Tactile robotic skin
A bendable silicon structure could lead to a paradigm shift in robotics. Eoin Redahan reports.
Would you trust a robot with a chicken’s egg? Would you let a heavy-handed humanoid assist the elderly? Many wouldn’t. That is why researchers at the University of Glasgow have developed an ultra-flexible tactile skin to give robots and prosthetics the subtle sense of touch.
While many of today’s sensors can detect objects quickly, they cannot tell whether an object is rough, smooth, tough or fragile. According to lead researcher Dr Ravinder Dahiya, this is because existing electronics are planar and inflexible, which limits the amount of information that can be gleaned from contact. He explains, ‘A human can handle an egg and know it is a fragile thing, but robots cannot do this because there is no feedback coming from the real contact. So, if robots are to be used in future for helping the elderly or in manufacturing alongside human workers, tactile skin will be needed.’
For the tactile skin to be effective, the researchers need to use a flexible material and sensors that can respond to contact within 0.1 milliseconds. To do this, Dahiya is incorporating electronics and sensors onto thin, bendable silicon surfaces that conform to different shapes. He says, ‘It will be something like a foil-to-foil structure. The lowest foil will have all the electronics on it, and the sensing layer will go on top of that. First, we will fabricate the nanowires on wafers, and then we will transfer them onto flexible substrates.’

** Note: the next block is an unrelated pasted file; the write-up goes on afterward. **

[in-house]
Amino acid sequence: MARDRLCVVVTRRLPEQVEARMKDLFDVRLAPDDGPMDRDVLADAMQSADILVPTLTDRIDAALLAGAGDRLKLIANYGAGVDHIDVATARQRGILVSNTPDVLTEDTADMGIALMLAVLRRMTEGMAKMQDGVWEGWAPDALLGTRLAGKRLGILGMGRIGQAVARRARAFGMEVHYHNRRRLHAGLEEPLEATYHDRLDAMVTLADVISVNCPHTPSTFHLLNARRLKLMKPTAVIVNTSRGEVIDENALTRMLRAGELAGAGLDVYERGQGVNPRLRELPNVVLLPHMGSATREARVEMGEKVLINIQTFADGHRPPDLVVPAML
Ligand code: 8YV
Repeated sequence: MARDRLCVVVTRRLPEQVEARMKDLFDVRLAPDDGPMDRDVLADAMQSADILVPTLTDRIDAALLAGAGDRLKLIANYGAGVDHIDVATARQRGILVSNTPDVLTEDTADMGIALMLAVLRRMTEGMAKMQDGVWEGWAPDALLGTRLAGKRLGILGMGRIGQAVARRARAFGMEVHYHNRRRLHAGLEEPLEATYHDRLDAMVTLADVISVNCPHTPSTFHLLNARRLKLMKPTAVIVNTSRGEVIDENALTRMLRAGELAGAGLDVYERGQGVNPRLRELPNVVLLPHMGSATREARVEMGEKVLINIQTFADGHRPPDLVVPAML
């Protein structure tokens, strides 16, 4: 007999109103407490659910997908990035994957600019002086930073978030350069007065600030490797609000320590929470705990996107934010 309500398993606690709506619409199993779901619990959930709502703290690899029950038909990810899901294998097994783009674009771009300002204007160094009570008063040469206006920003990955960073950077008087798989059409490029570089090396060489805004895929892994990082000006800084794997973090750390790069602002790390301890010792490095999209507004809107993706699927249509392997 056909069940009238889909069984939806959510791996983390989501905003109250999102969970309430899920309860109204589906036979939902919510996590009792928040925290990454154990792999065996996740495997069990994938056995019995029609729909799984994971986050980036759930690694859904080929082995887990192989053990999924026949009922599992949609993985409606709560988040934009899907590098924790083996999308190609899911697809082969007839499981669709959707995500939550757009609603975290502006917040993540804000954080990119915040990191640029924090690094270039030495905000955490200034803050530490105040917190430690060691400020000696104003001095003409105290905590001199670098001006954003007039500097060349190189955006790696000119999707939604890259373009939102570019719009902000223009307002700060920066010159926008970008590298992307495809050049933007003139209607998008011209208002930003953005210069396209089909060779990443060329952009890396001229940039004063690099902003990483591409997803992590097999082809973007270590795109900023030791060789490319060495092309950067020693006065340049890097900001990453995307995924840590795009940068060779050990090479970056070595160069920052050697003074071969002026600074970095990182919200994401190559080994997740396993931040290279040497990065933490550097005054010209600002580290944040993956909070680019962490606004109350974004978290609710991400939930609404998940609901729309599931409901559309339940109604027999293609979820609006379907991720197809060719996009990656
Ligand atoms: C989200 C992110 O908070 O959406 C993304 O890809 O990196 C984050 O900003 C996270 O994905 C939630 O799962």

Dahiya is confident the skin will enable robots to complete a diverse range of tasks. He says it could be useful in hazardous environments such as the Fukushima nuclear power plant – a cluttered environment that is unsafe for human entry. Tactile-skinned robots entering such an environment could exploit contact with obstacles and perform tasks using different parts of the body. He adds, ‘The ultra-tactile flexible skin could also be wrapped around prosthetic limbs. It would be connected with the brain, and that’s how you would control the limbs.’
Dahiya has received £1.07m from the UK Government and £330,000 from the University of Glasgow to develop the technology. In four years’ time, he plans to have demonstrated the tactile skin on prosthetic hands.